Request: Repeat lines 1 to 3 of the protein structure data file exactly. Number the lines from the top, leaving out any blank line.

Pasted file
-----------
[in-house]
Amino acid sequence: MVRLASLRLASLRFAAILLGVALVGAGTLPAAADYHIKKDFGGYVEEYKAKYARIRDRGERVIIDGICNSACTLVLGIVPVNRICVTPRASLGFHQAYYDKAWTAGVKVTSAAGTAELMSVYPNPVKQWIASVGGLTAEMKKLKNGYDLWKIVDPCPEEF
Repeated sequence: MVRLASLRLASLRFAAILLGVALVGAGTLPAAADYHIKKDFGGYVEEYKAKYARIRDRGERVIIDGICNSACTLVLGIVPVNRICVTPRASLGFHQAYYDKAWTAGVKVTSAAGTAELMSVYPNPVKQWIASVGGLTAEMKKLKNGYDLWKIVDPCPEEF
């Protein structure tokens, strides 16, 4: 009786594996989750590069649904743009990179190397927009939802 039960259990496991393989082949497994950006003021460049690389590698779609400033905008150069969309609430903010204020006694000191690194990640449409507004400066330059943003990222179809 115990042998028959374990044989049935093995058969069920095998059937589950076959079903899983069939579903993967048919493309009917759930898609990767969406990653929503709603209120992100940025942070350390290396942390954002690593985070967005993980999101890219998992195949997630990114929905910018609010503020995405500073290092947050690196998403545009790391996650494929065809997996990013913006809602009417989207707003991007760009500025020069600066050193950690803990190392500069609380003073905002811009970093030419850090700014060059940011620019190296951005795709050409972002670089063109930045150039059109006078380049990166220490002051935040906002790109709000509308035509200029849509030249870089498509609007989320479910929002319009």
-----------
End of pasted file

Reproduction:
[in-house]
Amino acid sequence: MVRLASLRLASLRFAAILLGVALVGAGTLPAAADYHIKKDFGGYVEEYKAKYARIRDRGERVIIDGICNSACTLVLGIVPVNRICVTPRASLGFHQAYYDKAWTAGVKVTSAAGTAELMSVYPNPVKQWIASVGGLTAEMKKLKNGYDLWKIVDPCPEEF
Repeated sequence: MVRLASLRLASLRFAAILLGVALVGAGTLPAAADYHIKKDFGGYVEEYKAKYARIRDRGERVIIDGICNSACTLVLGIVPVNRICVTPRASLGFHQAYYDKAWTAGVKVTSAAGTAELMSVYPNPVKQWIASVGGLTAEMKKLKNGYDLWKIVDPCPEEF